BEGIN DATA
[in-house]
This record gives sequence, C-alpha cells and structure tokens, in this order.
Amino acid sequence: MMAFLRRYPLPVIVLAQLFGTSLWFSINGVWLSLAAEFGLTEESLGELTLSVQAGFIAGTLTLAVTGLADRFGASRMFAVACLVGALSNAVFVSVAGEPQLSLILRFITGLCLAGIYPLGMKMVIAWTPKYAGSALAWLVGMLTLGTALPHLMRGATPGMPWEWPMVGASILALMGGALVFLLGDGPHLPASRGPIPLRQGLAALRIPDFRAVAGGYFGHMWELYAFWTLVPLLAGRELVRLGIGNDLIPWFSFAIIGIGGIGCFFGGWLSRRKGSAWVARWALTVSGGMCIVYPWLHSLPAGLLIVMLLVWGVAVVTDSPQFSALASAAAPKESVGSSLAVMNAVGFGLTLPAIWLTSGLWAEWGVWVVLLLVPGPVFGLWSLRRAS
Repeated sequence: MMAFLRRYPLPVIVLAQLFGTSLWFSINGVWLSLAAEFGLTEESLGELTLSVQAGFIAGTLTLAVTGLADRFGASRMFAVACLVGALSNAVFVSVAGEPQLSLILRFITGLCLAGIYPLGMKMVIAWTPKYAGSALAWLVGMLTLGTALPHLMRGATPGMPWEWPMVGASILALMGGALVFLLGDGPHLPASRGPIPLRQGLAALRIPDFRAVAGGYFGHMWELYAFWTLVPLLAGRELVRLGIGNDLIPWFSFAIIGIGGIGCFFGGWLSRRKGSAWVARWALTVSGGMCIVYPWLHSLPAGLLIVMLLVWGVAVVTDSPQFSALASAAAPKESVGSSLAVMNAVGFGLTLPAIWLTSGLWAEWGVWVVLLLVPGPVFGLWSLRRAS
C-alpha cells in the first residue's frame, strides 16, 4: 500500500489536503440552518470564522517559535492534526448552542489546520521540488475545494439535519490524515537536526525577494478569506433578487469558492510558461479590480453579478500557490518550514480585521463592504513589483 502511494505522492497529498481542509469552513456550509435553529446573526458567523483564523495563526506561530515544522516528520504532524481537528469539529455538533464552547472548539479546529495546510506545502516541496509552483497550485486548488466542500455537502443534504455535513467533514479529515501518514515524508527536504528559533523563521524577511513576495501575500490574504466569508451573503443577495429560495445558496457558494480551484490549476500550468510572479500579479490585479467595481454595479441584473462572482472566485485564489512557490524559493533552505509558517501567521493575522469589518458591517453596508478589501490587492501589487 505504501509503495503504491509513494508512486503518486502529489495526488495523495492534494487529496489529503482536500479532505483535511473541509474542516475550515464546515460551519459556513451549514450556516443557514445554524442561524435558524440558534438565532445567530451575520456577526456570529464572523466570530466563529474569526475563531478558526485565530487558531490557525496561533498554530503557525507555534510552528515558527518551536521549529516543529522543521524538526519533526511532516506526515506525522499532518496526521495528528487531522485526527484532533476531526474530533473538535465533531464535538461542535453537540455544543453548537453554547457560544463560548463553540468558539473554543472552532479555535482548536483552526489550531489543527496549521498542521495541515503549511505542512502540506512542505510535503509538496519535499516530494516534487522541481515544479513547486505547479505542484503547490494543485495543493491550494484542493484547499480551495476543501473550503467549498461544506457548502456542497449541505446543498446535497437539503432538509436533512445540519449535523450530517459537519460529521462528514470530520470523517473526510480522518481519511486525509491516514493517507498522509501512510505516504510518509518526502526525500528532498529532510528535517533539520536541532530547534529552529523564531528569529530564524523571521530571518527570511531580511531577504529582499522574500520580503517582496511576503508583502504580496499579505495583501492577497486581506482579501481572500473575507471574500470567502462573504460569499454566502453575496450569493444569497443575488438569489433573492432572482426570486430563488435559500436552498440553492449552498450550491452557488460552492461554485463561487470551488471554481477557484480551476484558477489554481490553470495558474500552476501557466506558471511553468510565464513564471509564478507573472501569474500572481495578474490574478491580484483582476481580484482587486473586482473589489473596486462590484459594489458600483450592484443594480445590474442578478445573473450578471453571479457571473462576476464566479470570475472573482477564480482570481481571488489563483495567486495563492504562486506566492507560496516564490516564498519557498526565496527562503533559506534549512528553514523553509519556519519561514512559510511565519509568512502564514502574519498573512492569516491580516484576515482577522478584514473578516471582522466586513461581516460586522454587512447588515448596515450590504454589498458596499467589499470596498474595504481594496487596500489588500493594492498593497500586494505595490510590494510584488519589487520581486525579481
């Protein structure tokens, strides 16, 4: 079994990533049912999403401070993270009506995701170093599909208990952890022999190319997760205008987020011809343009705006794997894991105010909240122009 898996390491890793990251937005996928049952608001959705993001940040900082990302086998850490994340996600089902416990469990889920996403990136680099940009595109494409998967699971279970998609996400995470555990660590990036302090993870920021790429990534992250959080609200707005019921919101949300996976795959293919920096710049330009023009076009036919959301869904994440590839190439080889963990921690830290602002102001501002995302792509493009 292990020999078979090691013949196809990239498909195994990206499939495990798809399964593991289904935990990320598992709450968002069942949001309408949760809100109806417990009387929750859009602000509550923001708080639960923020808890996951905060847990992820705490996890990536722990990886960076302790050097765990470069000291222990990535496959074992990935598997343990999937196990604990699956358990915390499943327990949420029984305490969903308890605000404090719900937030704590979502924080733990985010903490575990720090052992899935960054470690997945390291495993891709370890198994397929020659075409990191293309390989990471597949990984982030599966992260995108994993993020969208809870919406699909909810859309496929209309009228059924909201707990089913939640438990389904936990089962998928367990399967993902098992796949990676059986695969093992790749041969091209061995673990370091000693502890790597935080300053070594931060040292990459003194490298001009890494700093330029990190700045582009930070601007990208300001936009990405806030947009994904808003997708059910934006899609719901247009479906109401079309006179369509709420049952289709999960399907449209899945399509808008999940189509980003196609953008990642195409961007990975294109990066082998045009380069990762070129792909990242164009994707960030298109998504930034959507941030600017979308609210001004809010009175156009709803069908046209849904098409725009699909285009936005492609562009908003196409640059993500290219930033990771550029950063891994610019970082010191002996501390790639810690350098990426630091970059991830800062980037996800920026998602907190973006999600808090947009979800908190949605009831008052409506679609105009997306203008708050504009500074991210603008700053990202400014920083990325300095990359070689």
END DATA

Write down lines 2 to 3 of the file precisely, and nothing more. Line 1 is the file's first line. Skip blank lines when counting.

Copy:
This record gives sequence, C-alpha cells and structure tokens, in this order.
Amino acid sequence: MMAFLRRYPLPVIVLAQLFGTSLWFSINGVWLSLAAEFGLTEESLGELTLSVQAGFIAGTLTLAVTGLADRFGASRMFAVACLVGALSNAVFVSVAGEPQLSLILRFITGLCLAGIYPLGMKMVIAWTPKYAGSALAWLVGMLTLGTALPHLMRGATPGMPWEWPMVGASILALMGGALVFLLGDGPHLPASRGPIPLRQGLAALRIPDFRAVAGGYFGHMWELYAFWTLVPLLAGRELVRLGIGNDLIPWFSFAIIGIGGIGCFFGGWLSRRKGSAWVARWALTVSGGMCIVYPWLHSLPAGLLIVMLLVWGVAVVTDSPQFSALASAAAPKESVGSSLAVMNAVGFGLTLPAIWLTSGLWAEWGVWVVLLLVPGPVFGLWSLRRAS